# Average detected flights per country

With the data from FlightAware ADS-B Statistics (Top Countries tab) I took the total number of detected flights (ADSB+MLAT+other) for every country and divided that by the number of feeders currently active in that country. If my reasoning is not flawed, could this be a table that indicates the level of airspace traffic density per country?

ADSB does not know boundaries. Feeders in Belgium are going to pick up a large part of Netherlands, France, Germany. Vice versa for feeders in other countries. This complicates the interpretation of average per feeder. It is not that Belgium is so busy. It is that it is picking up flights elsewhere.

For convenience I will leave out problems in comparisons, such as: Maybe feeders in Belgium have better quality antennas on average b/c they are unencumbered by HOA, local laws that limit antenna height (or the enforcement of such rules if they exist). It is too easy to conclude that if you want to pick up a lot of flights that one should move to Belgium.

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Iâ€™m afraid I think your reasoning is flawed.
I donâ€™t believe it is valid to divide the number of flights by the number of feeders. Imagine a small state with a large number of feeders, where all the feeders actually hear almost all of the flights. Say there are 1000 flights over this sate, if there were 100 feeders all that heard these 1000 flights, your algorithm would say there were actually only 10 flights. Your logic would only work if there was no overlapping coverage (and hence no MLAT).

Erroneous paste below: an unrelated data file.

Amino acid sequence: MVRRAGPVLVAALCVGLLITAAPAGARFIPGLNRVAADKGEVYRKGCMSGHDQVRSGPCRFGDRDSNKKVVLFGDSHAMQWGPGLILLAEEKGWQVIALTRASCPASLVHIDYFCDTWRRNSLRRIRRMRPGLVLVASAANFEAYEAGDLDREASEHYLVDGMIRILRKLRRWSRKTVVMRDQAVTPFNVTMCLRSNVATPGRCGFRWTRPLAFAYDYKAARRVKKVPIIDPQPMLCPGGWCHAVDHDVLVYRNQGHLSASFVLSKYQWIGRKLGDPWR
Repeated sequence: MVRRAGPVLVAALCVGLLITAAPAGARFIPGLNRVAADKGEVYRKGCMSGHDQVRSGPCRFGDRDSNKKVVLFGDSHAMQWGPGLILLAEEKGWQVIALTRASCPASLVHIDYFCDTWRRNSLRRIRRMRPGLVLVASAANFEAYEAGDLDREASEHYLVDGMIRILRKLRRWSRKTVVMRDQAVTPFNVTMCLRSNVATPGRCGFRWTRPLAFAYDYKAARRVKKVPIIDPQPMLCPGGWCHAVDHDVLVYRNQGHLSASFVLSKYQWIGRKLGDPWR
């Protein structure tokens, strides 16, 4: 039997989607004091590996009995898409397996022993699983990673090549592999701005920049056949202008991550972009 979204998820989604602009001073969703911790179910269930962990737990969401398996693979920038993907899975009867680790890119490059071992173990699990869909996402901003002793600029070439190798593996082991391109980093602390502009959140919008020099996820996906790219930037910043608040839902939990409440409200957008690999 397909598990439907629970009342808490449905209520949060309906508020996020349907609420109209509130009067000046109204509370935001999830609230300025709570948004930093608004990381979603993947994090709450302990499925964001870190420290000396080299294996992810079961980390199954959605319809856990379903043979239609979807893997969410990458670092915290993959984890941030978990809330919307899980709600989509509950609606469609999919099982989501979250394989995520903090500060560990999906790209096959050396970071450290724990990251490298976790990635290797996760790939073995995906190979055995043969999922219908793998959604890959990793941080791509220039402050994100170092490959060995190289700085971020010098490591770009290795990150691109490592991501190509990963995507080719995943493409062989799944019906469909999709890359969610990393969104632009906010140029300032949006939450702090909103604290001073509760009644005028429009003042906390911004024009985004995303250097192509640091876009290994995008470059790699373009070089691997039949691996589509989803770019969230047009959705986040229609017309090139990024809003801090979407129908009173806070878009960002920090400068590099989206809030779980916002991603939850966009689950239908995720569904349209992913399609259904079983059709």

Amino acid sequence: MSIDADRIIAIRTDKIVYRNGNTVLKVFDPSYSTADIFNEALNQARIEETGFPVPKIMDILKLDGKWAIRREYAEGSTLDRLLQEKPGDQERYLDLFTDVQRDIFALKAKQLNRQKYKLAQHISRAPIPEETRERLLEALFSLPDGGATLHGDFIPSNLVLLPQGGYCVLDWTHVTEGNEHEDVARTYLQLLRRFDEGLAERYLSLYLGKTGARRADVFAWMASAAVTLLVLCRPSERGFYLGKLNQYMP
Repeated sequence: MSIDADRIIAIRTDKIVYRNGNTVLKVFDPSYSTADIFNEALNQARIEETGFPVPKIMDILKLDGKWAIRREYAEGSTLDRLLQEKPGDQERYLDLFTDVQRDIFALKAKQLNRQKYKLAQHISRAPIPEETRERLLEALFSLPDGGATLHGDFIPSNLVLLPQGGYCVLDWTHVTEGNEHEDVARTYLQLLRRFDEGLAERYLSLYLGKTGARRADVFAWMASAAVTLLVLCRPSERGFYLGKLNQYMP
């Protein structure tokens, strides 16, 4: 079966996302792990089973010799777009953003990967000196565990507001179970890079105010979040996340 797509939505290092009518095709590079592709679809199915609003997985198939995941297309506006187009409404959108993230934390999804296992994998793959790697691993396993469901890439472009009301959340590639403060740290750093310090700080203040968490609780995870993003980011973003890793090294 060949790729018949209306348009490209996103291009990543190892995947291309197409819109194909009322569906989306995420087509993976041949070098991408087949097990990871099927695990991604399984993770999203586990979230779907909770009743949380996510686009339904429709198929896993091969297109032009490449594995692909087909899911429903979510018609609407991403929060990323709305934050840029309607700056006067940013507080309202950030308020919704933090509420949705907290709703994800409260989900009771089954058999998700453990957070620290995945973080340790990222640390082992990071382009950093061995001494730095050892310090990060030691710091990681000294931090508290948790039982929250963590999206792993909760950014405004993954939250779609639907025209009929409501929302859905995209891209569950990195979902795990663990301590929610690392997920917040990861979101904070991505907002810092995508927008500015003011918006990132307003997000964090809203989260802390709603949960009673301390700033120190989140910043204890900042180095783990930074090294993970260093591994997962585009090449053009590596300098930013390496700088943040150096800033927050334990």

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Aside from the issue mentioned above where â€śfeeder in country Xâ€ť does not mean â€śaircraft in country Xâ€ť, if youâ€™re looking at airspace density your denominator should surely be something like the airspace volume of the country, not the number of feeders.

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If you are interested in country wide stats in Europe, check the Eurocontrol page:

https://www.eurocontrol.int/Economics/DailyTrafficVariation-States.html

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